Friday, September 11, 2009
Animation of a simple telescoping biogas digester
For this simple animation describing just how simple it is to build your own biogas digester I downloaded Google Sketchup 7 and then used Google 3D Warehouse to download a model of a digester by roilbilad130 called "Biogas untuk limbah dapur" (which is Indonesian for "Biogas for Kitchen Garbage"). I changed the food inlet pipe and the fertilizer output pipe in the model to reflect the way they work in the ARTI India systems we have been building in Cairo and Germany and set different sequence animation key frames in Sketchup and did screen capture in Snap Z Pro. Building real digester is about as easy as building a digital one in sketchup -- it really is just two plastic barrels, one inverted inside the other, with three pipes -- one to get the food in, one to take the liquid fertilizer out and one at the top to deliver the gas to your cookstove or generator. 1000 liter tanks should get you about 2 hours of cooking gas a day if you live in a warm climate. As shown, we intend to use psychrophilic bacteria at the bottom to increase cold weather production.
The psychrophils can be obtained from lake mud in the arctic circle area. We will be obtaining our samples working with Dr. Katey Walter Anthony and Laurel McFadden at the University of Alaska, Fairbanks.
Dr. Anand Karve, inventor of the household biodigester process in Pune India reminded me to "think like a sacred cow": cows eat food, not manure, he told me, and the bacteria in the cows stomach and intestines also eat that food, mixed with saliva and water. The goal is to replicate the inside of a cow's digestive tract to help the bacteria get the most energy from the food. We only use the dung/manure to"innoculate" the system on the first day because it is the easiest non-invasive way of getting the "bacterial biogas experts" out of the animals' guts and into the tank.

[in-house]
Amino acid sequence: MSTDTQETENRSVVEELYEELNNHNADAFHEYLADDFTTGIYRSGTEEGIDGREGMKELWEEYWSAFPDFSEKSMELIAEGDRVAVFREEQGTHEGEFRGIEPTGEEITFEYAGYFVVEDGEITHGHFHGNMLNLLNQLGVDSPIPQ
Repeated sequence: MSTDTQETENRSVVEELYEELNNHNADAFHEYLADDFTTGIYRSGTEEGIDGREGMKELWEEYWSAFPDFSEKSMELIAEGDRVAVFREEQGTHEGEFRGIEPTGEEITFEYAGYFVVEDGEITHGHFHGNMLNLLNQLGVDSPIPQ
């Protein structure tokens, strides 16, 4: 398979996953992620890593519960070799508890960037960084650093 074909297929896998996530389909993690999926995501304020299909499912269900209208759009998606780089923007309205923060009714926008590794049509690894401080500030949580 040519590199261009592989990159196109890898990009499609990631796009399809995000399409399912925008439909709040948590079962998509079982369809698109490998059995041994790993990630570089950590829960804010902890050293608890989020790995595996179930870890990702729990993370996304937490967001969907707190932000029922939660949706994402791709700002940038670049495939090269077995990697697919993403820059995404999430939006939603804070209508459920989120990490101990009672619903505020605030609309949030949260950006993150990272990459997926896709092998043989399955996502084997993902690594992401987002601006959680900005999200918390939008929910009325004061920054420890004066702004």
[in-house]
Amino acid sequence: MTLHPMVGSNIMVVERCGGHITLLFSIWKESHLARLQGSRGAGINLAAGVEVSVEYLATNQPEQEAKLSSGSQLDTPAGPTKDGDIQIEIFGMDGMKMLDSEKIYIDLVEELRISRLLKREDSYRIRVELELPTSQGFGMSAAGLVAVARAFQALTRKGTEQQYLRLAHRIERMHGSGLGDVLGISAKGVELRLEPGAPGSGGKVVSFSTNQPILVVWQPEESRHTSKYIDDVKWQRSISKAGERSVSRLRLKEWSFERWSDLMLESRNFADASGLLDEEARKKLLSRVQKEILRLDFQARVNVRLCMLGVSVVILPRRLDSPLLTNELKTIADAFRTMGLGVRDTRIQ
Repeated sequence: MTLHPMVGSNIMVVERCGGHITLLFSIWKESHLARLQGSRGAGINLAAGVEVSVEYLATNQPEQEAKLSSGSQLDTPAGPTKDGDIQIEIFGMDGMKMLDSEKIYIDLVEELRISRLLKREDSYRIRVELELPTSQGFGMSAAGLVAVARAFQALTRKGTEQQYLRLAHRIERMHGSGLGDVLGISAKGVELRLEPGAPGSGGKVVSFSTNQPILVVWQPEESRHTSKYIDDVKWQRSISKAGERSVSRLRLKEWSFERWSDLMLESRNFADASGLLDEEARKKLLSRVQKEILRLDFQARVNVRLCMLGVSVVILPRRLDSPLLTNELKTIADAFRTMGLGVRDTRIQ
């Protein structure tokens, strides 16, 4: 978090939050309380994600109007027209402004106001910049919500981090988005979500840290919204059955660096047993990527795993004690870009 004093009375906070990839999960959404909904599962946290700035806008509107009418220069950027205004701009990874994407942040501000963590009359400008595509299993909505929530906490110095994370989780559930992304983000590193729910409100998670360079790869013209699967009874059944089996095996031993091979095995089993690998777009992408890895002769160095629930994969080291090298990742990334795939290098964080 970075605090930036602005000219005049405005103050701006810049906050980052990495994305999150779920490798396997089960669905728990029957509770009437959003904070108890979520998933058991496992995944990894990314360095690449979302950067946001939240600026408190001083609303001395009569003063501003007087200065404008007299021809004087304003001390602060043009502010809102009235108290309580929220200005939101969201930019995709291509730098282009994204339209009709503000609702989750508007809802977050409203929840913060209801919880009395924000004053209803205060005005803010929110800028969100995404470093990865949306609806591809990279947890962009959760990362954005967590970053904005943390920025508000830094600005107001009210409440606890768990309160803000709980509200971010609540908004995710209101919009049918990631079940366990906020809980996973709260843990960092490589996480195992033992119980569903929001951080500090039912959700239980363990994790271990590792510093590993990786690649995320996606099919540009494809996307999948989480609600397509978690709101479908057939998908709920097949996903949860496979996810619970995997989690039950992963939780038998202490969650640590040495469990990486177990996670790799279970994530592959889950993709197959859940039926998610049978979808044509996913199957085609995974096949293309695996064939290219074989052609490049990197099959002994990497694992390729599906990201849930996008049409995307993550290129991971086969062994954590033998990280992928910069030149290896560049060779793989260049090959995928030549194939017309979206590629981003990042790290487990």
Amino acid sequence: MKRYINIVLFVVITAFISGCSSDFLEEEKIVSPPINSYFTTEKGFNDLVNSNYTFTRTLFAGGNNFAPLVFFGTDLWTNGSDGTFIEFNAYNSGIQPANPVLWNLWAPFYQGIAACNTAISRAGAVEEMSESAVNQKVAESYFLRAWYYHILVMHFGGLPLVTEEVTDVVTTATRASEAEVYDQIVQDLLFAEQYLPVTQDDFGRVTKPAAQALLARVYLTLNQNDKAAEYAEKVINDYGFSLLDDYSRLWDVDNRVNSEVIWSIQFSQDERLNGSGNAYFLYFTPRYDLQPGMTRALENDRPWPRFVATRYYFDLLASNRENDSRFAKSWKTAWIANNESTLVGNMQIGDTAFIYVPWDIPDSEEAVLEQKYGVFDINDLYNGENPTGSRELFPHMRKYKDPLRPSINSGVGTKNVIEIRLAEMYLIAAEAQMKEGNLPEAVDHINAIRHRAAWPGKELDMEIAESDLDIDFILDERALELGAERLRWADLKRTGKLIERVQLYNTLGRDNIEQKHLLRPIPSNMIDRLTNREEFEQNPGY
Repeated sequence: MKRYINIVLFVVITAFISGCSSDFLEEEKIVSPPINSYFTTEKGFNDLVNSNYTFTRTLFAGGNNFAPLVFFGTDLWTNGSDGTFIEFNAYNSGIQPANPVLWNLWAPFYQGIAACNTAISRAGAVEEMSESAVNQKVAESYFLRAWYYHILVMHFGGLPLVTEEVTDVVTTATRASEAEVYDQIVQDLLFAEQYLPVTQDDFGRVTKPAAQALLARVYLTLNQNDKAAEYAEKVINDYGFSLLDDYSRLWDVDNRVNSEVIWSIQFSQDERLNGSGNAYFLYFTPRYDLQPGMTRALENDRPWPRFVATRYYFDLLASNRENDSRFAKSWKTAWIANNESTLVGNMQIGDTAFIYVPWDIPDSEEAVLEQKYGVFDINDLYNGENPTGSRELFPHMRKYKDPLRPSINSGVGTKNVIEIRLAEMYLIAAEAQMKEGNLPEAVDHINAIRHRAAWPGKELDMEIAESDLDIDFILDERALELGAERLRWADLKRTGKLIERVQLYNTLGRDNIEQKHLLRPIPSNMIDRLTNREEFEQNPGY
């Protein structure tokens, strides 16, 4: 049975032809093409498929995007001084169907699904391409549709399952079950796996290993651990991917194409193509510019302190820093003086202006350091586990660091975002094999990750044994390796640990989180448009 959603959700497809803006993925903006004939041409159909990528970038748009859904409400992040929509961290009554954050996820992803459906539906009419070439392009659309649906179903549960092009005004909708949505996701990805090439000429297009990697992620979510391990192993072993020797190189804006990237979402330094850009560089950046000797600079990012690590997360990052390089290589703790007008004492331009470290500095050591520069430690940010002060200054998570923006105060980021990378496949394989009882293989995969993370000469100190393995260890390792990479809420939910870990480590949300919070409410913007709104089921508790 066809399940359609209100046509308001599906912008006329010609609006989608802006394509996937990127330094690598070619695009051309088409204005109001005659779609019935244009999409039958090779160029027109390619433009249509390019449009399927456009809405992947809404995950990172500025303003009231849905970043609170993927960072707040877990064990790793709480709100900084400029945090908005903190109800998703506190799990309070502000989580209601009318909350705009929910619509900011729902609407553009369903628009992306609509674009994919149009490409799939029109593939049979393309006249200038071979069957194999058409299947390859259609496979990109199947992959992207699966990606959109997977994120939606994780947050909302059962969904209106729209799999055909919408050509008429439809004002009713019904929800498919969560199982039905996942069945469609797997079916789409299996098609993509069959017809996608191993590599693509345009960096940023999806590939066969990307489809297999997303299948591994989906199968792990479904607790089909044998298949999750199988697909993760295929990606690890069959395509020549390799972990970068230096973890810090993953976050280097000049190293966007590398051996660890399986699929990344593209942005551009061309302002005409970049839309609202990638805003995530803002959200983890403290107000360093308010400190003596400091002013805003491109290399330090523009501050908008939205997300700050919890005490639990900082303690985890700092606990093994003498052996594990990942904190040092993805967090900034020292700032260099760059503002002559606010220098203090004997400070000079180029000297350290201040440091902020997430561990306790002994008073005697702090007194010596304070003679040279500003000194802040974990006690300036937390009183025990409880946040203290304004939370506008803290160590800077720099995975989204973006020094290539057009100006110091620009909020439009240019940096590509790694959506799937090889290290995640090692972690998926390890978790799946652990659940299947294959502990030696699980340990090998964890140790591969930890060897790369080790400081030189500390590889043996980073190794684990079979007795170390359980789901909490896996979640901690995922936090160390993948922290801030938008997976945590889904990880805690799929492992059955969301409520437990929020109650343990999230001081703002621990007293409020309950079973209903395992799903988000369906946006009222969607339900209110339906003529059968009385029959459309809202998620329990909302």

In many respects making biogas is similar to making yoghurt. If you have a friend who has an active culture of methanogens from their own biogas digester (or from a septic tank, or from their baby's diaper (:)) ) just put them in. If you don't use manure, however, I'm not sure what or how much to feed them in the beginning. We will let you know as soon as we do since to culture the psychrophils from the arctic mud we will need something to encourage their growth.
The process working with mesophils from animal dung, however, is started very simply by taking about 40 or 50 kg (maybe 4 to 6 10 or 15 liter buckets) of manure (we used horse manure in Germany, cow manure in Egypt, but any manure will do) and mix it into the bottom container with water (this is per 200 liters of water but we just go ahead and fill the whole thing even up to a 1000 liters of water; it may make the wait time for first flammable gas a bit longer as it takes the bacteria time to reproduce and fill that volume, but it worked fine for us as we didn't want to haul in more manure.). Then put the top barrel on and open the top valve so all the air escapes and the top barrel sinks down into the bottom barrel all the way.
You then close the valve at the top so no air can get in and just let it sit there for anywhere from 2 weeks to a month (depending on climate). During this boring period the bacteria will multiply. At first they will just produce CO2. After a few weeks open the valve and flame test with a candle (we didn't use a flashback arrestor! Doh! :) ) . The first couple of times the escaping gas will blow out the candle. Eventually, after a few days, the methane content will exceed 50%.